The solution can be an organizational design review. Organizational analysis and design involves reviewing your vision, mission and strategy; assessing your current structure relative to your mission and strategy; drilling down to departmental levels to understand how units function; and addressing challenges and opportunities.
Implementation involves identifying options for the appropriate delineation of functions, roles and structure; vetting these options for ‘best fit’; and developing an implementation plan that addresses change management. You can then assess the “people impact” of changes and take steps to address potential retraining, re-assigning, replacement, and recruiting needs.
Will the people you hire stay? Why?
Are your employees there because they need a job or because they are committed to your cause?
As employers, NPOs generally only have one way to hire someone, although there are several sub-option choices in terms of employment status: full time, part time, permanent, temporary, casual, contract etc. Employees, on the other hand, have at least nine ways to leave their job. These are:
1. walking away (job abandonment),
3. demotion (constructive dismissal),
4. being fired,
5. being laid off (permanently),
8. promotion, and
While most of these actions are at the employer’s discretion, it is number 9 that strikes fear into the hearts of NPO executives. Unplanned, voluntary resignations can be a major challenge. While some turnover is generally considered a good thing, what concerns managers the most is the unwanted and unexpected separation of high-performing talent.
Your NPO’s ability to achieve its business mandate and serve its members is highly dependent on the performance of your employees. Unanticipated changes in your employee resource pool can have devastating business impacts—disrupted projects, overruns on schedules and budgets, quality issues, and loss of corporate memory, to name just a few.
Do you have a retention deficit?
How many of your top performers are simply biding their time—waiting until the market improves before bolting to the next job?
The term “warm chair attrition” describes this. Employees suffering from warm chair attrition have already left their jobs, at least mentally. Their physical departure only awaits the first uptick in the job market. Look down the hall. How many of your people fit this category?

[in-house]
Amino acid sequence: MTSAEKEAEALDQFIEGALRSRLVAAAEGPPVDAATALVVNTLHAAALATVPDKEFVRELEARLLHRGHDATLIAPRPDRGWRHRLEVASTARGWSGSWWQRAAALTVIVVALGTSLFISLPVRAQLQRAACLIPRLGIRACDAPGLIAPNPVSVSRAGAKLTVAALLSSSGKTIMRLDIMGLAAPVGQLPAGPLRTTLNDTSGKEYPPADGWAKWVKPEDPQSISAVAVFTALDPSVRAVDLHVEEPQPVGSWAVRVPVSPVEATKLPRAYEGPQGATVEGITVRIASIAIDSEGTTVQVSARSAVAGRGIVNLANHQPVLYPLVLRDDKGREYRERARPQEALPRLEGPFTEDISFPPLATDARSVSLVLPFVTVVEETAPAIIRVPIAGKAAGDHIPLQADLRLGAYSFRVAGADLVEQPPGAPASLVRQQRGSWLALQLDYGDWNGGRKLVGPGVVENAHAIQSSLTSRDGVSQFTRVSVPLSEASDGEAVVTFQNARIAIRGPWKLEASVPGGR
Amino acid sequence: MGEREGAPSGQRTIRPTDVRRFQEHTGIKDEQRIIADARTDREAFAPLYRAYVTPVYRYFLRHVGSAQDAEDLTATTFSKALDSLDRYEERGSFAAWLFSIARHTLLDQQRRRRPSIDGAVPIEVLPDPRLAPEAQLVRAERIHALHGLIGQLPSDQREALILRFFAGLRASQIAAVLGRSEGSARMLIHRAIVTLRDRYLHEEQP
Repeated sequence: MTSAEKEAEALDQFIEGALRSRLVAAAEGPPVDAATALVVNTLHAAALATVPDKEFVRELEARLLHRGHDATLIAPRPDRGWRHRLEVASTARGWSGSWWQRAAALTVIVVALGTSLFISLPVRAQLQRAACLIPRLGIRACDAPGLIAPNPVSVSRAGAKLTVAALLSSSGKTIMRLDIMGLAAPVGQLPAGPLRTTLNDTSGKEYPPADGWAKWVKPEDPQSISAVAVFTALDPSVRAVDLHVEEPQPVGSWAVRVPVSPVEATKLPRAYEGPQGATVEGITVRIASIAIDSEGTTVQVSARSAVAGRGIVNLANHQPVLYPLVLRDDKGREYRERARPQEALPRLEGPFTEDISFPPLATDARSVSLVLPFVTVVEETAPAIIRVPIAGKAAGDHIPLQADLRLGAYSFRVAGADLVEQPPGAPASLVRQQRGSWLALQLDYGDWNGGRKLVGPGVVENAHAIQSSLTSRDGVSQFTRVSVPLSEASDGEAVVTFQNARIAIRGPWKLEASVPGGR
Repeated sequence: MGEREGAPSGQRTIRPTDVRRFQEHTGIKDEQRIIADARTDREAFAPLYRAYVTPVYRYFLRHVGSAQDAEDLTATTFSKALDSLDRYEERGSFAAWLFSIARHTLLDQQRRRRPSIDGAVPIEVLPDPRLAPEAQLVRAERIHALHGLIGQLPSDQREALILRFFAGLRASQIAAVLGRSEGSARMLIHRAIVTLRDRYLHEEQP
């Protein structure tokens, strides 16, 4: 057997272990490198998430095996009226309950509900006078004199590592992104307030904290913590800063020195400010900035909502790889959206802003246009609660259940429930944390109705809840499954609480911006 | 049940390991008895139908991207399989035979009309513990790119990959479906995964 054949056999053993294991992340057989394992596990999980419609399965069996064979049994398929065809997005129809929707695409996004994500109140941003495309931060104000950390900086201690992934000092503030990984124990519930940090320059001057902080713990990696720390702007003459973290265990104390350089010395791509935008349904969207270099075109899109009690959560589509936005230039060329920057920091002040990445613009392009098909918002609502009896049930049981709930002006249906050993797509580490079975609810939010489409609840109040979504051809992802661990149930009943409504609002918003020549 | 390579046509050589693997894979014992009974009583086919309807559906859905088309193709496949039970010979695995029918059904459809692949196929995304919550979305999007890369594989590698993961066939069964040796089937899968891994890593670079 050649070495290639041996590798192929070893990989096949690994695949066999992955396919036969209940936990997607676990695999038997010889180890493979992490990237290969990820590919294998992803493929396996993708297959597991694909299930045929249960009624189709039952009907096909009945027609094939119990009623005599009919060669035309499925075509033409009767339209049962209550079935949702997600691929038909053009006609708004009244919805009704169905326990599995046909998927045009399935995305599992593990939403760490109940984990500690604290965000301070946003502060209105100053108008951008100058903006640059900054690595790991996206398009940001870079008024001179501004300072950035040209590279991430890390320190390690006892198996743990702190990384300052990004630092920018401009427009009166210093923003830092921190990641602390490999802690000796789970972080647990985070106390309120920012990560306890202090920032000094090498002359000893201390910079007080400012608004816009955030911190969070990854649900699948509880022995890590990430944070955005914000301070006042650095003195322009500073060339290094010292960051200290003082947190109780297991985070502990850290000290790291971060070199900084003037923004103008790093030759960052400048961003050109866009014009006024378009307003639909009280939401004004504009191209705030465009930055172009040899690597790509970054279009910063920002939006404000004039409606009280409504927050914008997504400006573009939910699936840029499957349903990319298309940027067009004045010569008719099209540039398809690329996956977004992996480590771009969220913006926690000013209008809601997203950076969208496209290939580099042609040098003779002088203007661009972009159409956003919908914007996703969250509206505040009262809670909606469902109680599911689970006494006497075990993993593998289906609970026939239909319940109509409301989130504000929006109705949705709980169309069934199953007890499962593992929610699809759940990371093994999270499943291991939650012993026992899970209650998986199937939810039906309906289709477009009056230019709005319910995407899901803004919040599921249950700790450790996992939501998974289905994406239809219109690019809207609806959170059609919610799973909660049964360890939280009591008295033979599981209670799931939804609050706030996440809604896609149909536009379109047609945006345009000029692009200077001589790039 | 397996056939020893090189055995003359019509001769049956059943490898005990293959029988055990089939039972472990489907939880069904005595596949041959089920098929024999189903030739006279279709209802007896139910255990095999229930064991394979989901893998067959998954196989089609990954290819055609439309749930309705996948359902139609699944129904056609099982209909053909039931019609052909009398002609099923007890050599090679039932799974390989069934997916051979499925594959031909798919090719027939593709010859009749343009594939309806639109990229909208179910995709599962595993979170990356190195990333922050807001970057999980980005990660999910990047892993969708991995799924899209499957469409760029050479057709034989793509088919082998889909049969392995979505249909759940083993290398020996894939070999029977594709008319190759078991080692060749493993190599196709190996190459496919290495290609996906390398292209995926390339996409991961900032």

When employees do leave, it’s generally not the laggards who go. The first people out the door will be the folks with the most options—the best employees in your organization.
So how do you get people to stay? The ability to retain staff so that they can provide effective contributions to your NPO’s success is an outcome of your HR practices. But what works, and what doesn’t work?
More money is not the answer. In any case, most NPOs these days don’t have any more money. HR practices that an NPO can employ to increase commitment and decrease turnover include:
• non-monetary recognition of performance (try saying ‘thank you’),
• empowerment (increased responsibility for work and decision making),
• fairness (equitable rules and procedures),
• employee development (job rotation, mentoring, training),
• work-life policies (flextime, flexible leave practices), and
• information sharing (communicate, communicate, communicate).
For most professionals, a significant portion of their motivation is derived from the recognition they receive from their managers for a job well done and the feeling that they are truly an important part of the organization.
Training is too often seen as a perk when it should be viewed as an essential investment in the intellectual capital of the organization. Training, coaching, developmental assignments, and job rotation programs send a clear message that management is seeking to establish a long-term relationship with employees. Managers must help employees shape and direct their careers so they can gain experience within the NPO rather than outside it. Your NPO’s ability to do this, however, is a function of your size.
Public sector or private sector? Which are you?
What most NPOs have in common is not what they are, but what they are not. They are not the government (municipal, provincial or federal) nor are they private sector, forprofit companies. They are in the middle. NPOs tend to have HR policies and practices that are in between these two extremes, yet often wish to have “the best of both worlds.” Many human resources policies, practices, and procedures found in government and/or the private sector will apply to NPOs. Some will not.
So what does an NPO compensation program look like? Do you pay like government, that is, with annual step increases based primarily on tenure and experience? Or do you pay like the private sector, with a strong emphasis on performance and merit pay? This is a pervasive issue. We are constantly asked about it. Every single CEO, executive director, and director of finance and administration we meet with about compensation raises this question.
Are you paying your employees properly?
Payroll costs usually represent 60% to 85% of the total operating budget for most NPOs. Spending your money carefully is therefore vitally important.